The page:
Though the apostle praised the Corinthians for their general obedience to his prescriptions, yet there were many things in which they were deserving of censure. Before mentioning the thing which he intended first to condemn, he states the principle on which that condemnation rested; so that, by assenting to the principle, they could not fail to assent to the conclusion to which it necessarily led. That principle is, that order and subordination pervade the whole universe, and is essential to its being. The head of the man is Christ; the head of the woman is the man; the head of Christ is God. If this concatenation be disturbed in any of its parts, ruin must be the result. The head is that on which the body is dependent, and to which it is subordinate. The obvious meaning of this passage is, that the woman is subordinate to the man, the man is subordinate to Christ, and Christ is subordinate to God. It is further evident, that this subordination is very different in its nature in the several cases mentioned. The subordination of the woman to the man is something entirely different from that of the man to Christ; and that again is at an infinite degree more complete than the subordination of Christ to God. And still further, as the subordination of the woman to the man is perfectly consistent with their identity as to nature, so is the subordination of Christ to God consistent with his being of the same nature with the Father. There is nothing, therefore, in this passage, at all inconsistent with the true and proper divinity of our blessed Lord. For a brief statement of the scriptural doctrine of the relation of Christ to God, see the comments on 3:23. It need here be only further remarked, that the word Christ is the designation, not of the Logos or second person of the Trinity as such, nor of the human nature of Christ as such, but of the Theanthropos, the God-man. It is the incarnate Son of God, who, in the great work of redemption, is said to be subordinate to the Father, whose will he came into the world to do. When Christ is said to be the head of every man, the meaning is of every believer; because it is the relation of Christ to the church, and not to the human family, that is characteristically expressed by this term. He is the head of that body which is the church, Col. 1:18; Eph. 1:22, 23.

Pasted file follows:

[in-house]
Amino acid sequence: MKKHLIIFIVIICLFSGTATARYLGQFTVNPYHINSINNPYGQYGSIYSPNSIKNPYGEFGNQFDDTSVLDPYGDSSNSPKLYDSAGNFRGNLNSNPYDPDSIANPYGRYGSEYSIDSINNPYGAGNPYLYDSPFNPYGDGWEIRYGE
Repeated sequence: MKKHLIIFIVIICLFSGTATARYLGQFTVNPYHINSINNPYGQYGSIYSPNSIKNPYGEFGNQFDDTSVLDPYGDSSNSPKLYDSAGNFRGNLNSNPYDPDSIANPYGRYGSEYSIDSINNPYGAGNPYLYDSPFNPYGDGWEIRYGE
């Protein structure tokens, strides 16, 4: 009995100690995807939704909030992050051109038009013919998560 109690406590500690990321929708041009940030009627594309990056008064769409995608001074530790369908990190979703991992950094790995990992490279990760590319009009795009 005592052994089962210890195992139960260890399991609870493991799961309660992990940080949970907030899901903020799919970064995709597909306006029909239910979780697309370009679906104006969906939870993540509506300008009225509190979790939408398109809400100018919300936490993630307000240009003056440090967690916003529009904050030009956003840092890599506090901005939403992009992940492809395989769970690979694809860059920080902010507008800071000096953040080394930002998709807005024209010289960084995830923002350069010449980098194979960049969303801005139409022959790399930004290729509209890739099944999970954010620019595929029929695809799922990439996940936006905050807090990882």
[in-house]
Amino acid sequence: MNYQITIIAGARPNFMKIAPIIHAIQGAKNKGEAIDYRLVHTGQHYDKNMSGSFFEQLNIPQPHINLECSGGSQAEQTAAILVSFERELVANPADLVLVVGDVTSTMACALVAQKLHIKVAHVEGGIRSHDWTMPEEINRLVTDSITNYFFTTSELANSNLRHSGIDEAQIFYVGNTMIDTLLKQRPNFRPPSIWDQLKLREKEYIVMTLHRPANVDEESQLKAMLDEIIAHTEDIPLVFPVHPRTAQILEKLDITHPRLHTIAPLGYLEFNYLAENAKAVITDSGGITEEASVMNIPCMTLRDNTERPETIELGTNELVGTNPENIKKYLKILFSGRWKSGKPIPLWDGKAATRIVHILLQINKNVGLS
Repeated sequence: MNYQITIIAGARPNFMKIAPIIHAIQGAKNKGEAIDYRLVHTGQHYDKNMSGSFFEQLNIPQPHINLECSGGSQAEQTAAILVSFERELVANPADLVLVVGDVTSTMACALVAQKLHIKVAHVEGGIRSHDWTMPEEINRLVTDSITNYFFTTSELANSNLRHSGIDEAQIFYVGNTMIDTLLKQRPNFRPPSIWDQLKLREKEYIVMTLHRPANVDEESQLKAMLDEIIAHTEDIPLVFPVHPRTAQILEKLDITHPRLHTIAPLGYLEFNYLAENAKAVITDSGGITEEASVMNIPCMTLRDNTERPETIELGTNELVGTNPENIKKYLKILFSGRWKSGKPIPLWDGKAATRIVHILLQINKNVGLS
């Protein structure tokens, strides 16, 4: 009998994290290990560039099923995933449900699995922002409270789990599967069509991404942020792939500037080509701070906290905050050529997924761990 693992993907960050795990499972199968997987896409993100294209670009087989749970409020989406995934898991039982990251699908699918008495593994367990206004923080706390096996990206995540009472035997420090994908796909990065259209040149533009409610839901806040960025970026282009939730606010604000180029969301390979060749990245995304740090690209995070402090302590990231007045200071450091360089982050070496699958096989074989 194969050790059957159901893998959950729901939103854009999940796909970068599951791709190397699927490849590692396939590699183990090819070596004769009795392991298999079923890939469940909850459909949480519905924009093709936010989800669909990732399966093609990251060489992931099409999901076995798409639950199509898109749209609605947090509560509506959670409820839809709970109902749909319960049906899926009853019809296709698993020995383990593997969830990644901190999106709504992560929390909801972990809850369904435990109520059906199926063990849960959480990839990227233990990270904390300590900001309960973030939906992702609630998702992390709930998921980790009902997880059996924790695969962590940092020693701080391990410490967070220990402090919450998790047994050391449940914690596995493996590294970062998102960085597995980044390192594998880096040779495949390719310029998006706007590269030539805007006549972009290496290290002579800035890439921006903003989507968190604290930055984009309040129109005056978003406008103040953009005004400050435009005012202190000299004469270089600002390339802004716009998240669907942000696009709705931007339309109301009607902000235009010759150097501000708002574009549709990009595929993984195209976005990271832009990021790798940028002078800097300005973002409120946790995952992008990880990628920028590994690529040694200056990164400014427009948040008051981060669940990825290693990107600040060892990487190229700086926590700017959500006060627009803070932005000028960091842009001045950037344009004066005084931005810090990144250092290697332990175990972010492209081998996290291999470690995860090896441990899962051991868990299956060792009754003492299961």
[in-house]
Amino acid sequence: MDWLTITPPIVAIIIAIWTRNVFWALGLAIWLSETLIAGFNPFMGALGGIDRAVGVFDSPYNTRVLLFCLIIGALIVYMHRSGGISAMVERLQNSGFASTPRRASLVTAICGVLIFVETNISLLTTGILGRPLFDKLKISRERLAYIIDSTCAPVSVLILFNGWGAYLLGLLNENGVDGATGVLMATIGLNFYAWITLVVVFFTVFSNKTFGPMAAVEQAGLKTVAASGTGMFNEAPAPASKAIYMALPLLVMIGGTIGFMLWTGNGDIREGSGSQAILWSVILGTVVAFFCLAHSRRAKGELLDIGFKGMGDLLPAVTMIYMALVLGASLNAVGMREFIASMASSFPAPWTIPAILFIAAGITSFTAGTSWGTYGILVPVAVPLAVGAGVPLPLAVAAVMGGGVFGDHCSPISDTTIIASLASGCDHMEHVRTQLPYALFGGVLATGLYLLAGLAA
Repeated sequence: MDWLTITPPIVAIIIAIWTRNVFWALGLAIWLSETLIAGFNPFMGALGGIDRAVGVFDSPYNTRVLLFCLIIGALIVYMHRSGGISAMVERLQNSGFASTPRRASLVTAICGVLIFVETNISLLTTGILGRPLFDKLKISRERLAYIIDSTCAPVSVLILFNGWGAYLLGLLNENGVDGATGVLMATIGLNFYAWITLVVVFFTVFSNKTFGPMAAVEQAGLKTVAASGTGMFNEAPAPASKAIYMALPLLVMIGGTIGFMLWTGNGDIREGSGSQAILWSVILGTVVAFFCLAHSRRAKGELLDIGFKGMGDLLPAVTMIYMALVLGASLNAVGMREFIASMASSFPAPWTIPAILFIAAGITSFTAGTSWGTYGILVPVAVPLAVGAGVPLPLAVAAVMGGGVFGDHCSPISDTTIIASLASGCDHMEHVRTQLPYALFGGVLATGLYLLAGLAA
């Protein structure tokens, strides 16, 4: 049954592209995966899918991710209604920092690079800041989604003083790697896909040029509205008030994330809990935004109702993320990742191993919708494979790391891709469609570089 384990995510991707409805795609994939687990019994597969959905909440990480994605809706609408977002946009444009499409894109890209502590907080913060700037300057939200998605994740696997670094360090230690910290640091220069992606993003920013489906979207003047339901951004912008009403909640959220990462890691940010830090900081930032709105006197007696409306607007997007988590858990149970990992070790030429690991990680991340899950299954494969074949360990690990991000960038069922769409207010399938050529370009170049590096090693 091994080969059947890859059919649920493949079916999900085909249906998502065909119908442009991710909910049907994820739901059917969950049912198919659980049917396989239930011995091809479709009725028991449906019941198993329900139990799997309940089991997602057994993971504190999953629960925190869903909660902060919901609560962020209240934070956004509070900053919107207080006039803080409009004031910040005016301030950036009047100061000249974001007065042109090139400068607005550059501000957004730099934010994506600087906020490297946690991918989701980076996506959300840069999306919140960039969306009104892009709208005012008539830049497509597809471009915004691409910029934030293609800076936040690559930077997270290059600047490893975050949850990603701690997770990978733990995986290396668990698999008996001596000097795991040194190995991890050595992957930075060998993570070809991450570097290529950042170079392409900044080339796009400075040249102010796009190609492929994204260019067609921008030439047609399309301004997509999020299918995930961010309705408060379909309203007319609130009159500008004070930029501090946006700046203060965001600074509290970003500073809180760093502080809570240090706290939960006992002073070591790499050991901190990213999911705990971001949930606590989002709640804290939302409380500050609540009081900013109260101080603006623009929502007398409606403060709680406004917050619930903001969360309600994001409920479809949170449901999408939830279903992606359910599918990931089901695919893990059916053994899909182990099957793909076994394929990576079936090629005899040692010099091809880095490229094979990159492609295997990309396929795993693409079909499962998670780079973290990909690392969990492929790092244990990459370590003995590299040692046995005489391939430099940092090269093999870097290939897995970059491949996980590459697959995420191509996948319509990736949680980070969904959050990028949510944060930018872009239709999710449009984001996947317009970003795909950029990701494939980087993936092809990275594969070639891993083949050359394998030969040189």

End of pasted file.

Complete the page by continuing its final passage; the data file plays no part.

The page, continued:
—Charles Hodge, An Exposition of the First Epistle to the Corinthians (New York: Robert Carter & Brothers, 1857), 206–07.